Raising bio-ecological awareness is of critical importance in the Anthropocene. While economists tell us that we cannot spend the same dime twice, they seem to be less aware that we cannot exploit Planet Earth twice. Accordingly, the public and political debate on how to develop healthier and more sustainable ways of living depend on other voices – including the voices of authors and artists.
This workshop takes us to the realm of art. The workshop participants will pay a visit to the famous Danish sculptor Jens Galschiøt. Jens Galschiøt has become a key figure in the debate on climate change. For instance, Galschiøt has collaborated with the WWF by creating the sculpture Unbearable. The sculpture depicts a natural-size copper polar bear, impaled on an oil pipeline in the shape of a graph showing the world’s cumulative, global fossil fuel carbon emissions since the year 0. It continues along the ground for 17 metres, then rises drastically around year 1850 as human consumption of fossil fuels takes off. The graph ends in the year 2015, five meter above ground, impaling the polar bear.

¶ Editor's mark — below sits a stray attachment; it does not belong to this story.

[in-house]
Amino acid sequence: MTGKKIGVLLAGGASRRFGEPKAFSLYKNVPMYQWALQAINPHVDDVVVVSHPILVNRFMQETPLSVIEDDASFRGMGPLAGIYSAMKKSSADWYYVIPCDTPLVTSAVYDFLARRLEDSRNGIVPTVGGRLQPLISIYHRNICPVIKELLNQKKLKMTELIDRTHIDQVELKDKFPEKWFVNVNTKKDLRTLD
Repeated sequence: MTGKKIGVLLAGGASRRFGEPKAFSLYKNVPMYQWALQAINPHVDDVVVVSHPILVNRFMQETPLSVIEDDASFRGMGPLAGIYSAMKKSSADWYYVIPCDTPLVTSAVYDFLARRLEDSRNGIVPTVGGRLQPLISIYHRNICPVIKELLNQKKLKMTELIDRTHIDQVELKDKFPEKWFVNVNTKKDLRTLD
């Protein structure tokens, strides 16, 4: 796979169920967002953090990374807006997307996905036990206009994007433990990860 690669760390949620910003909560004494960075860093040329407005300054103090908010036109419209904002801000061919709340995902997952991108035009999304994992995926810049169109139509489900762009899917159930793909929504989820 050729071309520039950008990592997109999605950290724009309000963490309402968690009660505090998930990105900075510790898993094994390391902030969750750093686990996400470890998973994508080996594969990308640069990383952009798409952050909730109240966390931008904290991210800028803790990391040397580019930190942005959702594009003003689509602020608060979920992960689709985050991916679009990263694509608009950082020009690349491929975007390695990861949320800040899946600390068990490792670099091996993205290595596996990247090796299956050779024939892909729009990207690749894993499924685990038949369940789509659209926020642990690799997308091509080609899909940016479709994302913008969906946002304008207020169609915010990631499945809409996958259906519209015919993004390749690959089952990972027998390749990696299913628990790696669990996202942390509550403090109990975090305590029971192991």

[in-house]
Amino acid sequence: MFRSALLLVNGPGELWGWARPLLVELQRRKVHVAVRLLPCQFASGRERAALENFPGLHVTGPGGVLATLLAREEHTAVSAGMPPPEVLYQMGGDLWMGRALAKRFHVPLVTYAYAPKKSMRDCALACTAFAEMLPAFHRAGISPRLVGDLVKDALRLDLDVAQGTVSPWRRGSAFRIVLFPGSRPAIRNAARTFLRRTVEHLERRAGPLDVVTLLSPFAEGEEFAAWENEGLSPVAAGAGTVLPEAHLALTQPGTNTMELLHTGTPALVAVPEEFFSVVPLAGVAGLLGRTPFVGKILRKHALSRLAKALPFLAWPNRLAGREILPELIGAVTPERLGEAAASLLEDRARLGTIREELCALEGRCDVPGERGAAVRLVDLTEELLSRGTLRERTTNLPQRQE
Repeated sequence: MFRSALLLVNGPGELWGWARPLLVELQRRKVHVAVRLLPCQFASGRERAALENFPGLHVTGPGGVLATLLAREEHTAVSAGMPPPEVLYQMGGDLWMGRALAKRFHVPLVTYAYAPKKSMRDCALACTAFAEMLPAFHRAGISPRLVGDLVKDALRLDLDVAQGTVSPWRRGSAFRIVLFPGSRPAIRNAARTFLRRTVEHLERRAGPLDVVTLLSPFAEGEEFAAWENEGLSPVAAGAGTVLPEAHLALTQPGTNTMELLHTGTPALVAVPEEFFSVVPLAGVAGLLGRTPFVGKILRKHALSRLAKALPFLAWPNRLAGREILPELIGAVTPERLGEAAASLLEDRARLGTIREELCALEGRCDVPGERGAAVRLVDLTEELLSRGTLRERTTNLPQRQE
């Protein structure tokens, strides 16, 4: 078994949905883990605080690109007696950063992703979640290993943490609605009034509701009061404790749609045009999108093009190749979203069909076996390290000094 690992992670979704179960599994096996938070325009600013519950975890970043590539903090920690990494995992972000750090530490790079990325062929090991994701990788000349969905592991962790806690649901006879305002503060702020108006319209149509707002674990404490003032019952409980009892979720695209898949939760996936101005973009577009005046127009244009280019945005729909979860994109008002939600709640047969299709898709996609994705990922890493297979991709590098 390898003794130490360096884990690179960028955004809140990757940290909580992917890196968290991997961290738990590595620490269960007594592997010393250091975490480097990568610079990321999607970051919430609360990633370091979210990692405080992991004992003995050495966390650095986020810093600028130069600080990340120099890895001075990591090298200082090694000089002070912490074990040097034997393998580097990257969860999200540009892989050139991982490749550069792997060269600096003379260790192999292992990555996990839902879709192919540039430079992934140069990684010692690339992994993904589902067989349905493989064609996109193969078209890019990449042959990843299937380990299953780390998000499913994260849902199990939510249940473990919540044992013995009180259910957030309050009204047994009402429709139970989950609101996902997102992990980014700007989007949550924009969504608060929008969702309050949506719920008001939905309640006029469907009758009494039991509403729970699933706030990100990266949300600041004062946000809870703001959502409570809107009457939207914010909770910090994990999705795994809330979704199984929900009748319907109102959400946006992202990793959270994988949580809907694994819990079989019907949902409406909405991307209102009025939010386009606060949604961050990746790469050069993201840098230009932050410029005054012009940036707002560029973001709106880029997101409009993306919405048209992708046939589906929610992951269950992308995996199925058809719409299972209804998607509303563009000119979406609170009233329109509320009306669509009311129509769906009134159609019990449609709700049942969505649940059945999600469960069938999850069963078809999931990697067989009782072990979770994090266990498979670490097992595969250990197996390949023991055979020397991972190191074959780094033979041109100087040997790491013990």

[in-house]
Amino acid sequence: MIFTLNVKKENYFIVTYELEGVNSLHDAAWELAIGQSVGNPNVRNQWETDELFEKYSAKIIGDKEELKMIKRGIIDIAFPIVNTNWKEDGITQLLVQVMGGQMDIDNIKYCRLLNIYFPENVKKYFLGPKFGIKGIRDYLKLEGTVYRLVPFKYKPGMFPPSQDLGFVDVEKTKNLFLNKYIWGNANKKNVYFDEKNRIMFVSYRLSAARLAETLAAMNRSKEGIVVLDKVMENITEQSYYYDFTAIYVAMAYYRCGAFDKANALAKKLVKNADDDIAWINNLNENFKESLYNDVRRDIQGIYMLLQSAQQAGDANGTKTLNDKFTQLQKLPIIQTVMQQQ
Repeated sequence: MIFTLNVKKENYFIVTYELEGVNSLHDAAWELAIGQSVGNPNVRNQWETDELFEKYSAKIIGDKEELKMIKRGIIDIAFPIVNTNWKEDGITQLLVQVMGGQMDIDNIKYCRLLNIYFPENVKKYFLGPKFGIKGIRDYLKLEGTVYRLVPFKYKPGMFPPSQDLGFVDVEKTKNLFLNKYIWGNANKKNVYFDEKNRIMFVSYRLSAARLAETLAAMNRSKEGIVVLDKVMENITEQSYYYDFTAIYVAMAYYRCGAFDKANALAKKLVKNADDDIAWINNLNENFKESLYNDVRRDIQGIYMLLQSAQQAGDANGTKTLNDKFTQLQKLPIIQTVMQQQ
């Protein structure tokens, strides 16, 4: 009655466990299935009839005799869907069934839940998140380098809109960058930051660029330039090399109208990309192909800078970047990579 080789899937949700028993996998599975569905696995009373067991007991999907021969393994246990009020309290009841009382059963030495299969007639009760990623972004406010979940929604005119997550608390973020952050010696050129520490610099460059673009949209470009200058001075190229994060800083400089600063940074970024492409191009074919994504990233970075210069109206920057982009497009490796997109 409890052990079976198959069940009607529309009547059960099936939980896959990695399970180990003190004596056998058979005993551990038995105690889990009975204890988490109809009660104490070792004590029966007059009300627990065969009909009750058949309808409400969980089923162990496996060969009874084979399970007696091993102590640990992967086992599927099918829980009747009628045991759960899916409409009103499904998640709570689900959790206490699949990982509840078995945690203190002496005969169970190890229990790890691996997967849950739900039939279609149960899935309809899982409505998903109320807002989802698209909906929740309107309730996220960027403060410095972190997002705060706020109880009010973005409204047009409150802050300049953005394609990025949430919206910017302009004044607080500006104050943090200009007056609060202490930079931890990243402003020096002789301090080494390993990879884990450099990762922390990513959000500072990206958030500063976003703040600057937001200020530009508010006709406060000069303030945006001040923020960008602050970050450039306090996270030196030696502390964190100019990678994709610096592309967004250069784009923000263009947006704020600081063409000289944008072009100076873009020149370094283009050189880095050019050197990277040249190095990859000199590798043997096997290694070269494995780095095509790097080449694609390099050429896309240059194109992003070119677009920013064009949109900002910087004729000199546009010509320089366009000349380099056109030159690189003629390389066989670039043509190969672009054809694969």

Jens Galschiøt’s intense commitment, energy, and artistic talent have positioned him as one of a kind on the international and Danish art scene, both as an artist and as an activist. Dedicated to making the world’s sufferings and taboos visible and make the audience think, Galschiøt has a message and unique means to communicate it in a touching and thought-provoking – and provocative – way.
We will visit Jens Galschiøt’s studio, and he will introduce us to his work and his thoughts on how to communicate on climate change (as well as other topics, such as social justice, human rights, etc.) in a way that has impact on the public and political understanding of the issues under discussion.
Transportation: Galschiøt’s studio is located in the Northern part of Odense. We go there with public transportation from SDU (same price as the trip to the city centre). Participants are required to pay their own transportation (DKK 24 each way).
Duration: 2-2.5 hours (without transportation time)
Number of participants: Minimally 15 participants; maximally 30 participants.